Just when Europe was beginning to remove the old Lomé instruments, the Chinese and Indian mining sectors, energy and agriculture firms were entering Africa and providing exactly the same formula as Europe was abandoning—low-interest loans, concessional assistance and infrastructure development in return for direct access to minerals and energy resources.
For African governments, the Asian approach is seen as vastly superior to what was becoming the new European and United States free-market approaches, which were strong on rhetoric but weak on infrastructure and aid.
The great Asian powers know that, although these raw materials might be traded in contracts at market-related prices, they can tie up supply with long-term contracts.
By the early 2000s, it had finally dawned on the eurocrats, under pressure from their own private sector, that the market would not provide and a new approach to assuring access to African resources was needed.
A second important source of European and increasingly US disadvantage in gaining access was that their firms faced stronger legislated limitations on the payment of inducements to African officials and policymakers to assure access to raw materials. There are no similar limitations on international bribery for Asian firms.
To combat this, the EU and the US forced transparency provisions on African countries through non-governmental organisations, such as Global Witness and the Revenue Watch Institute, which launched the Extractive Industries Transparency Initiative. In 2010, the US Congress passed the Dodd-Frank Bill requiring all extractive firms registered on the New York Stock Exchange to disclose all payments consistent with the transparency initiative.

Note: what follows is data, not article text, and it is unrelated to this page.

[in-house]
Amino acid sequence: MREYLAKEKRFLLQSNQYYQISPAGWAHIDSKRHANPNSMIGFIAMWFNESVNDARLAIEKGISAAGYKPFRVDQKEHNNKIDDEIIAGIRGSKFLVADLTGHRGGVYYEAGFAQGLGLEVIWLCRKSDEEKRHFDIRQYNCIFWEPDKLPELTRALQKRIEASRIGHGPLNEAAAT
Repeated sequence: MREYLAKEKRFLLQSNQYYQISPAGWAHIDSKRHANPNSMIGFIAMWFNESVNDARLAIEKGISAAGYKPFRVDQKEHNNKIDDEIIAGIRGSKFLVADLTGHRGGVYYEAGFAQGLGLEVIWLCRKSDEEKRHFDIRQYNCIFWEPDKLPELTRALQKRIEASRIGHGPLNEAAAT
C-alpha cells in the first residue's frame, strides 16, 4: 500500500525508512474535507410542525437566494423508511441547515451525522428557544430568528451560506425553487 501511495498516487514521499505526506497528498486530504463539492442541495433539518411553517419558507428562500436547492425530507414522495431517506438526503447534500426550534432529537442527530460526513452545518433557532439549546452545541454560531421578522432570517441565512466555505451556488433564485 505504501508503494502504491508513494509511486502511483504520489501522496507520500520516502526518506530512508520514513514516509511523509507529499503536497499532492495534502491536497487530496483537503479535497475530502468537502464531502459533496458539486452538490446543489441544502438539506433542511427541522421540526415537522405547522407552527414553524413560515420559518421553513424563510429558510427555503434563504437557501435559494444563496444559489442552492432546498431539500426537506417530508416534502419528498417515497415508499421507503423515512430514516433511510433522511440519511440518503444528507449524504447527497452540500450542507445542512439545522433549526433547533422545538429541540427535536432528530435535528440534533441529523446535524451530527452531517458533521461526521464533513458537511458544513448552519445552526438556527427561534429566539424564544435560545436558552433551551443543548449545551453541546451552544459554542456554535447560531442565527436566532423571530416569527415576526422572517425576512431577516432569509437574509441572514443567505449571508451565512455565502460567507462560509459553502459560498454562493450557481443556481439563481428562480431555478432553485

As ever, Europe’s stated motivation is “to help Africa” because improvements in mining transparency can—but do not necessarily—lead to improvements in the lives of Africans in resource-rich countries. Transparency is neither necessary nor sufficient to deliver improvements in living standards for African resource-rich countries.
The Democratic Republic of Congo now publishes its mining agreements and is increasingly in nominal compliance with many norms regarding transparency. But Botswana has never published its mining agreements nor does it publish the accounts of its biggest mining firm, Debswana. But conditions for its citizens are vastly superior because, by and large, the country has had accountable government structures.
If American and European firms want the same access to African energy, mineral and agricultural products, they might have to behave a bit more like Chinese firms that work closely with their government in making promises of development and infrastructure. This could benefit Africa as the great powers compete with each other to gain access.
The flip side of this is that China, as it becomes stronger and more assertive, could learn the lessons of European and American access to oil in Libya, which will certainly improve following the ousting of Muammar Gaddafi.
That is the sort catastrophic competition that Africa suffered from for a century and certainly does not need.
These are the views of Professor Roman Grynberg and not necessarily those of the Botswana Institute for Development Policy Analysis where he is employed